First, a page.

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Esophageal webs are thin membranes located in the middle or upper esophagus. They are mainly observed in the Plummer-Vinson syndrome, which is associated with iron deficiency anemia. Its main symptoms are pain and difficulty in swallowing (odynophagia).
Additional recommended knowledge
Esophageal webs are associated with bullous diseases (such as epidermolysis bullosa, pemphigus, and bullous pemphigoid), with graft versus host disease involving the esophagus, and with celiac disease.
Esophageal webs are thin (2-3mm) membranes of normal esophageal tissue consisting of mucosa and submucosa. They can be congenital or acquired. Congenital webs commonly appear in the middle and inferior third of the esophagus, and they are more likely to be circumferential with a central or eccentric orifice. Acquired webs are much more common than congenital webs and typically appear in the cervical area (postcricoid).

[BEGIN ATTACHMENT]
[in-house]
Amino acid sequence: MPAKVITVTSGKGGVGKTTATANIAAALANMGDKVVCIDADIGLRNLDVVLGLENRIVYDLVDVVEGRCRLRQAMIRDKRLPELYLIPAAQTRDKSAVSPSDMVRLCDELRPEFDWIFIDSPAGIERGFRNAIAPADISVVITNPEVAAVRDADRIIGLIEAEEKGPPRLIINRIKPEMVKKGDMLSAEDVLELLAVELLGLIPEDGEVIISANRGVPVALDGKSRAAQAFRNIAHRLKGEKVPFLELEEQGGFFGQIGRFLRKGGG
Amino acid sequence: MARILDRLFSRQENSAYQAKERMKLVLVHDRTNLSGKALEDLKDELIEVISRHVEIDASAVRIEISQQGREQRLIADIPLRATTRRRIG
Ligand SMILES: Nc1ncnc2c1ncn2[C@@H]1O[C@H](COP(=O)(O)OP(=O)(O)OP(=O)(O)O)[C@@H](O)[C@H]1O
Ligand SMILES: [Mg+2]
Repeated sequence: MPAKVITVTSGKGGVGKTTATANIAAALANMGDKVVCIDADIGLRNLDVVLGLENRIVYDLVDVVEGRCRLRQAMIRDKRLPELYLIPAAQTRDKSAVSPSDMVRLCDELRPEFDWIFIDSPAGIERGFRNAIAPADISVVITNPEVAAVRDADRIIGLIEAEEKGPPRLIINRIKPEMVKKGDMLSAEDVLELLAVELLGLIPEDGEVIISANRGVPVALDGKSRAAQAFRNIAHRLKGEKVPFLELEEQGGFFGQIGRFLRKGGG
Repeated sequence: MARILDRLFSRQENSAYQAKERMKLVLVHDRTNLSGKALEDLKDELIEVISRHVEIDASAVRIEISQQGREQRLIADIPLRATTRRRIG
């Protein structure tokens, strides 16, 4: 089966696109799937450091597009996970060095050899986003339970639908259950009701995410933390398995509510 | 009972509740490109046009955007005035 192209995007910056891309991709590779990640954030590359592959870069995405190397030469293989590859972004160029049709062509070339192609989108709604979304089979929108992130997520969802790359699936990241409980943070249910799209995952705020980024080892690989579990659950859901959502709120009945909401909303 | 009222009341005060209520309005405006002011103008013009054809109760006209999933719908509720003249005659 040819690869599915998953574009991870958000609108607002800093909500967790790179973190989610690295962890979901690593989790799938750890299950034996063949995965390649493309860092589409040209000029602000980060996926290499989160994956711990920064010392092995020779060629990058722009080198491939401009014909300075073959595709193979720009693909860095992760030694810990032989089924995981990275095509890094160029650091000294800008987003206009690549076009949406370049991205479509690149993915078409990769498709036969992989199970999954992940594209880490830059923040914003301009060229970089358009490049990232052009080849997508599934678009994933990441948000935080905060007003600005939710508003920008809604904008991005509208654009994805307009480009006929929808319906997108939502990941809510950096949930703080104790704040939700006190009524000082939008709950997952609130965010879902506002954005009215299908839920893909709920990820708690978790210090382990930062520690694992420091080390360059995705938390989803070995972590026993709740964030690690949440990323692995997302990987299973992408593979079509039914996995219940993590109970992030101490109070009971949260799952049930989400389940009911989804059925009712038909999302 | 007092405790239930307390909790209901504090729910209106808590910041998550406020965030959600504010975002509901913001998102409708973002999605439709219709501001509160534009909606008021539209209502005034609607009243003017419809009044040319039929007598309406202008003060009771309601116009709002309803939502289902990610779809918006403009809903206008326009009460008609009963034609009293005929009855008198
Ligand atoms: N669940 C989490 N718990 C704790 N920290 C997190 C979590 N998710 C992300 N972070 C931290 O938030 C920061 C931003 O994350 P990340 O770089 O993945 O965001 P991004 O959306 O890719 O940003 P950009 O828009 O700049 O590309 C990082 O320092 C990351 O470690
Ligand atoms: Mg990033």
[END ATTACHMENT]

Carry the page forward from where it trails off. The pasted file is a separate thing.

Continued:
Esophageal webs are more common in white individuals and in women (with a ratio 2:1). The literature describes relations between these webs and Plummer-Vinson Syndrome, bullous dermatologic disorders, inlet patch, graft-versus-host disease and celiac disease. The postulated mechanisms are sideropenic anemia (mechanism unknown) or some interference of the immune system. Esophageal webs can be ruptured during upper endoscopy.
Clinical symptoms of this condition are selective (solid more than liquids) dysphagia, thoracic pain, nasopharyngeal reflux, aspiration, perforation and food impaction (the last two are very rare).
|This article is licensed under the GNU Free Documentation License. It uses material from the Wikipedia article "Esophageal_web". A list of authors is available in Wikipedia.|